{
            SPServiceContext context = SPServiceContext.GetContext(_site);

            //Get default WordService application
            WordServiceApplicationProxy wordProxy = context.GetDefaultProxy(typeof(WordServiceApplicationProxy)) as WordServiceApplicationProxy;

            //Set the settings for the conversion
            ConversionJobSettings jobSettings = new ConversionJobSettings();
            jobSettings.OutputFormat = SaveFormat.PDF;

            SyncConverter converter = new SyncConverter(wordProxy, jobSettings);
            converter.UserToken = _site.RootWeb.CurrentUser.UserToken;

            byte[] convertedFile;
            ConversionItemInfo result = converter.Convert(inputFile, out convertedFile);
            outPutFile = convertedFile;

            return result;
        }
    }

Summary

With the possibility for on demand conversions it is now possible to interact immediately with your users and make it possible to create ad-hoc conversions of your word documents.

Restore binary content from unattached database

12. September 2011 07:44 by arnoldbo in SharePoint  //  Tags:   //   Comments

Introduction

When files are accidentally removed from a SharePoint 2010 content database in most circumstances they can be restored through the recycle bin, when files are also removed from the recycle bin it is not possible to restore files on item level basis.

 

When you want to restore those file you have the possibility to connect to a database that is not attached to a SharePoint farm.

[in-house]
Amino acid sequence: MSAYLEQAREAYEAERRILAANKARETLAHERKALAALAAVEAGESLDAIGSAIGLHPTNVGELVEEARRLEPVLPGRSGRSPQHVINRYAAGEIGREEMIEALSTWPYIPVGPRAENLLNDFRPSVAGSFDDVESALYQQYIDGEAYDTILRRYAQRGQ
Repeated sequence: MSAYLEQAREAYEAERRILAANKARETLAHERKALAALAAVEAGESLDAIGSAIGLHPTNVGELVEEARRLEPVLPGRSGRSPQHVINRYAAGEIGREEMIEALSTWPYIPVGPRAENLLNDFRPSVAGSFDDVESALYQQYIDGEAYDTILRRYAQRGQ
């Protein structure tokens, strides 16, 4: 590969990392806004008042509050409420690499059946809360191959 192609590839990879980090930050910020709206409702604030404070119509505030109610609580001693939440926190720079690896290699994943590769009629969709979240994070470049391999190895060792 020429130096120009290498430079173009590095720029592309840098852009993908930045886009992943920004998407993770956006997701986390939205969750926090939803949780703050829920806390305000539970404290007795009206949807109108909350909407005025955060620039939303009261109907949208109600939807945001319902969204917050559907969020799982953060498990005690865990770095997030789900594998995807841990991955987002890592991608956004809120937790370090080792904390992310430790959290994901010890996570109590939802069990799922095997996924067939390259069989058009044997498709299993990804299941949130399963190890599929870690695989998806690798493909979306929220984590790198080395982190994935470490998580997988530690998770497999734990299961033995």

Attach backup of database to SQL server

The following MSDN article describes how to attach a database backup file to SQL server: http://msdn.microsoft.com/en-us/library/ms186390.aspx.

Make sure the the account that is used to run the PowerShell operations has read access on the SQL server database

Connect to unattached database

Start a SharePoint 2010 PowerShell console.

Connect the database

$db = Get-SPContentDatabase -DatabaseName "NameOffDataBase" -ConnectAsUnattachedDatabase -DatabaseServer "databaseserver"

 

At this moment the SharePoint API can be used to access content in the content database, execute following command:

 

$db.Sites

 

Example

We want to recover all User Profile images in the MySite Host site collection

 

Add-PSSnapin Microsoft.SharePoint.Powershell -ErrorAction SilentlyContinue #Create connection to the database $db = Get-SPContentDatabase -DatabaseName "UnattachedDB" -ConnectAsUnattachedDatabase -DatabaseServer "localhost" #Get the list you want to restore information from, in this example we use the first sitecollection in the content database $list = $db.Sites[0].rootweb.lists["User Photos"] #set the view to set the query to retrieve the list items $oView = $list.Views["All Items"] #set the folder you want
Tags van Technorati:
 to retrieve $oFolderChild = $list.RootFolder.SubFolders["Profile Pictures"] #Get the list items $collListItems = $list.GetItemsInFolder($oView, $oFolderChild) Write-Host $collListItems.Count #Iterate over all list items and save the file to your local disk, make sure the file location exists! ForEach ($i in $collListItems ) { Write-Host $i.File.Item.Name $raw = $i.File.OpenBinary() $name = "d:\t\" + $i.File.Item.Name Add-Content $name -Value $raw -Encoding byte }

 

SharePoint MUI Resource files

11. May 2011 06:16 by arnoldbo in SharePoint  //  Tags: ,   //   Comments

In SharePoint 2010 you have the ability to configure alternate languages for a website, this feature enables that navigation and labels are presented in the user selected language without creating variations, when on a farm multiple language pack’s are deployed you can configure Alternate Languages on every site.

Configure Multilangual User Interface

1. goto site settings –> Language Settings

 

image

2. select the languages of choise.

3. press OK to save changes.

 

Change Language on Site